Lady Musgrave Island is a 14 hectares coral cay, and the second
island in the Great Barrier Reef chain of islands (with the first being
Lady Elliot Island). With a 1,192 hectares (2,950 acres) surrounding
reef, the island is most easily reached from the town of 1770, located
on approximately 5 hours north of Brisbane.
Lady Musgrave Island is the most intensively used of the camping
islands within the Capricorn Bunker group, due to its protected
anchorage within a semi-enclosed lagoon and a regular ferry service.
Tour operators also offer fully guided tours of the reef and give you
the opportunity to slip into the warm tropical waters – perfect
any time of the year for diving, swimming and snorkelling. Lady
Musgrave Island cruises are one of the best ways to pack in as much
action as possible into a day trip to the island. Cruise boats moor
alongside a floating pontoon known as ‘Reef Sanctuary’, a
stone’s throw from the island. Cruises include such great
activities as snorkelling in the lagoon, glass-bottom boat trips,
guided walks, turtle and manta ray discovery, reef fishing and much
More than 10,000 day-visitors are brought to the island by commercial
tourism operators each year. In addition, around 1,400 campers visit
the island each year with an estimated 5840 visitors arriving via
recreational boats from the mainland.
Lady Musgrave Island is the only shingle cay situated on the leeward
reef flat. Vegetation consists of Pisonia grandis, Tournefortia
argentea, Casuarina equisetifolia, and Pandanus tectorius. The
vegetation is less dense than that of the larger sand cays of the
Capricorn Group. A small pond of brackish water is located towards the
southern end of the cay. The island has no fresh water supply, so
visitors need to bring all fresh drinking water. A composting toilet is
available on the island.
From a boating prospective, Lady Musgrave is particularly attractive as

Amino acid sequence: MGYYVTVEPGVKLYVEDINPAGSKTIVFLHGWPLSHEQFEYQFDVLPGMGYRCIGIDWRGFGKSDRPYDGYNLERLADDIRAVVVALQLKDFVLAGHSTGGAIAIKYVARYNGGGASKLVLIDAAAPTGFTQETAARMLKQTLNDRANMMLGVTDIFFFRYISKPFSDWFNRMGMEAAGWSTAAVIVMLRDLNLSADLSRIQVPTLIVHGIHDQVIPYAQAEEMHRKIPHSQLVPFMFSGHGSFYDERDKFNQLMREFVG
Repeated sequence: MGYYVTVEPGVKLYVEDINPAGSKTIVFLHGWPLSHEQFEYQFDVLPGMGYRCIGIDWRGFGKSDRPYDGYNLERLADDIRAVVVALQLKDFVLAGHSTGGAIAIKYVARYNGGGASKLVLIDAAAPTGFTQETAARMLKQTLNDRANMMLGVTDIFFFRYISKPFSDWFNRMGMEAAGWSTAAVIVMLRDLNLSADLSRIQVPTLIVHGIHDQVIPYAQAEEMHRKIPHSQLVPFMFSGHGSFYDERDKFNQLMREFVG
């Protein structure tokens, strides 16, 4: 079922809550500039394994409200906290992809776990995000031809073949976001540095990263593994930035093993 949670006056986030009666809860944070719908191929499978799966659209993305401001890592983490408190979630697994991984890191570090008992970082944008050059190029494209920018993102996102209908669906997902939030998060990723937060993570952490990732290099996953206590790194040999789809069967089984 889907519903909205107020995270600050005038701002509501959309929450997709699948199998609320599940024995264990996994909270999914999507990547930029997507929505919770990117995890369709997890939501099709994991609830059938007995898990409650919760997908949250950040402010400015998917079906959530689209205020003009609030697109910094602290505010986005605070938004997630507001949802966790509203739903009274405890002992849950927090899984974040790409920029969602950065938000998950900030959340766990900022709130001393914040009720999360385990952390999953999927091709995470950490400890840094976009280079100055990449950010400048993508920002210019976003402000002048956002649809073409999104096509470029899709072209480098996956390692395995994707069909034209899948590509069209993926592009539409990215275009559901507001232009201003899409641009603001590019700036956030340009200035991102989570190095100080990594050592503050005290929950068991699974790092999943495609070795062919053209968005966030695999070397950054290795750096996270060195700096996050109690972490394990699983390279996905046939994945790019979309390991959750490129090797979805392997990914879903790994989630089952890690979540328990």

you can enter the lagoon on the southern end via a deep water channel.
It is not known whether the channel into the lagoon is a naturally
occurring phenomena, or was cut by Japanese fisherman or, as legend has
it, was widened by guano miners many years ago although it is recorded
by 1938 and in 1966 surveys.
There are an enormous number of birds on the island. White-capped
Noddy Terns nest in abundance in the Pisonia trees whilst Bridled
Terns, Black-naped Terns and Silver Gulls nest on the ground in more
open areas nearer the beach. From December to May, migratory
Wedge-tailed Shearwaters, colloquially known as 'mutton birds', nest in
burrows in the interior of the island and their mournful wails can be
heard at night.
The island is a nesting place for Green and Loggerhead turtles, and
there is usually a turtle-research representative camping on the island
during nesting and hatching times. Green and leatherback turtles can be
spotted resting on coral bommies, and the coral lagoon is a haven for a
multitude of fish and coral species, and a spectacular destination for
anyone interested in snorkelling. Small Whitetip reef sharks and
Leopard sharks can often be found hunting in the shallows around the
island. These species are not dangerous to humans, and are fascinating
to watch. Whales pass by the island during the migration season (June -
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Lady Musgrave Island is named for Lady Jeannie Lucinda Musgrave, the
second wife of Sir Anthony Musgrave, a colonial governor of Queensland
(July 1883-88). Lucindale, a town in South Australia, is also named
after Lady Musgrave where he was governor, 1873-1877. Lucindale was
proclaimed in 1877, a few months before they returned to the Caribbean
to begin Sir Anthony's second term as governor of Jamaica.
American-born Jeannie Lucinda Field was the daughter of American
lawyer and law reformer David Dudley Field II of New York. She married
Sir Anthony in San Francisco in 1864 and was his second wife,
succeeding Christiana Elizabeth Byam (daughter of Sir William Byam of
Antigua), whom he had married in 1853, and who had died in 1858. Sir
Anthony died in 1888 and Lady Musgrave died on the 12th August, 1920 in
How to get there
Lady Musgrave Island can be reached by excursion boat from the Town
of 1770. The island has many visits by both passing vessels cruising
the Queensland coast and day trippers arriving in fast jet catamarans,
mainly from the mainland town of 1770.